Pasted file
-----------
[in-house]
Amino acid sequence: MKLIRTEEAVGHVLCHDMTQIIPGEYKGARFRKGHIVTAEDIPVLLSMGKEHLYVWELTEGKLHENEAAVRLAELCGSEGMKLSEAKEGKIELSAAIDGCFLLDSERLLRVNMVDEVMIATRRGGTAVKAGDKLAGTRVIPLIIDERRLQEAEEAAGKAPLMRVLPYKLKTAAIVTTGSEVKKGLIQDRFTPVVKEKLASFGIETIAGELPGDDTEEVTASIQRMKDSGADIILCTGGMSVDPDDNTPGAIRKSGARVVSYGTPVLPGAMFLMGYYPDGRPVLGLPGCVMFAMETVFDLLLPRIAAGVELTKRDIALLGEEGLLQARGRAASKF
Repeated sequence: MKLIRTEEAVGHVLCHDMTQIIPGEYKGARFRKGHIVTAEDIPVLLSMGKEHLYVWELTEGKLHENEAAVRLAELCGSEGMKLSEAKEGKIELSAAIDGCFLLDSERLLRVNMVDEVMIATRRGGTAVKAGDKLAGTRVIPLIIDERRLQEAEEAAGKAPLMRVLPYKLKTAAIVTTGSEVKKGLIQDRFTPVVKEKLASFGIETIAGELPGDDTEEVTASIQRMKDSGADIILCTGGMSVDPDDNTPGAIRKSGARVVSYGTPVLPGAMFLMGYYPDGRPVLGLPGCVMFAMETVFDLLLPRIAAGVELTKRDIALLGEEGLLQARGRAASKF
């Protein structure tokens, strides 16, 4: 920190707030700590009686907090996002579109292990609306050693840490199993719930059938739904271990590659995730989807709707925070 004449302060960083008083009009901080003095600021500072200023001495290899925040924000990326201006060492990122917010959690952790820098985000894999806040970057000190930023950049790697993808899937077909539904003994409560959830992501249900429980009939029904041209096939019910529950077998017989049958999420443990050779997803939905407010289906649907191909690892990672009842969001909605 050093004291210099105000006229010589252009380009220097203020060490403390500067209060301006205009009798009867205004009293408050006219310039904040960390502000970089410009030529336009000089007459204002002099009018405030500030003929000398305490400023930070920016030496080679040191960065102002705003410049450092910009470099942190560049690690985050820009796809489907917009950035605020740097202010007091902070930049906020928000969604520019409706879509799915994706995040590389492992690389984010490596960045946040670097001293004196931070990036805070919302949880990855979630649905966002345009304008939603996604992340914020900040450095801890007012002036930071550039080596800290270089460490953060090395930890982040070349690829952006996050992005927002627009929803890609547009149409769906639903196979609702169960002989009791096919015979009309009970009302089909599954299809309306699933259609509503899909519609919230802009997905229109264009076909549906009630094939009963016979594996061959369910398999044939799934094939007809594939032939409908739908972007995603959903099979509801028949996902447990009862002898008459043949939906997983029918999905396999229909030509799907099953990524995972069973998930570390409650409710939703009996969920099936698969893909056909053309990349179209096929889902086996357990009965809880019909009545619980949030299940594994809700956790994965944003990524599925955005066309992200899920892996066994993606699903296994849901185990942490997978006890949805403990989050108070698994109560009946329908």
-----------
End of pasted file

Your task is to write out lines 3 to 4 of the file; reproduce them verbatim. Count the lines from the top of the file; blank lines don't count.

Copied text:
Repeated sequence: MKLIRTEEAVGHVLCHDMTQIIPGEYKGARFRKGHIVTAEDIPVLLSMGKEHLYVWELTEGKLHENEAAVRLAELCGSEGMKLSEAKEGKIELSAAIDGCFLLDSERLLRVNMVDEVMIATRRGGTAVKAGDKLAGTRVIPLIIDERRLQEAEEAAGKAPLMRVLPYKLKTAAIVTTGSEVKKGLIQDRFTPVVKEKLASFGIETIAGELPGDDTEEVTASIQRMKDSGADIILCTGGMSVDPDDNTPGAIRKSGARVVSYGTPVLPGAMFLMGYYPDGRPVLGLPGCVMFAMETVFDLLLPRIAAGVELTKRDIALLGEEGLLQARGRAASKF
């Protein structure tokens, strides 16, 4: 920190707030700590009686907090996002579109292990609306050693840490199993719930059938739904271990590659995730989807709707925070 004449302060960083008083009009901080003095600021500072200023001495290899925040924000990326201006060492990122917010959690952790820098985000894999806040970057000190930023950049790697993808899937077909539904003994409560959830992501249900429980009939029904041209096939019910529950077998017989049958999420443990050779997803939905407010289906649907191909690892990672009842969001909605 050093004291210099105000006229010589252009380009220097203020060490403390500067209060301006205009009798009867205004009293408050006219310039904040960390502000970089410009030529336009000089007459204002002099009018405030500030003929000398305490400023930070920016030496080679040191960065102002705003410049450092910009470099942190560049690690985050820009796809489907917009950035605020740097202010007091902070930049906020928000969604520019409706879509799915994706995040590389492992690389984010490596960045946040670097001293004196931070990036805070919302949880990855979630649905966002345009304008939603996604992340914020900040450095801890007012002036930071550039080596800290270089460490953060090395930890982040070349690829952006996050992005927002627009929803890609547009149409769906639903196979609702169960002989009791096919015979009309009970009302089909599954299809309306699933259609509503899909519609919230802009997905229109264009076909549906009630094939009963016979594996061959369910398999044939799934094939007809594939032939409908739908972007995603959903099979509801028949996902447990009862002898008459043949939906997983029918999905396999229909030509799907099953990524995972069973998930570390409650409710939703009996969920099936698969893909056909053309990349179209096929889902086996357990009965809880019909009545619980949030299940594994809700956790994965944003990524599925955005066309992200899920892996066994993606699903296994849901185990942490997978006890949805403990989050108070698994109560009946329908």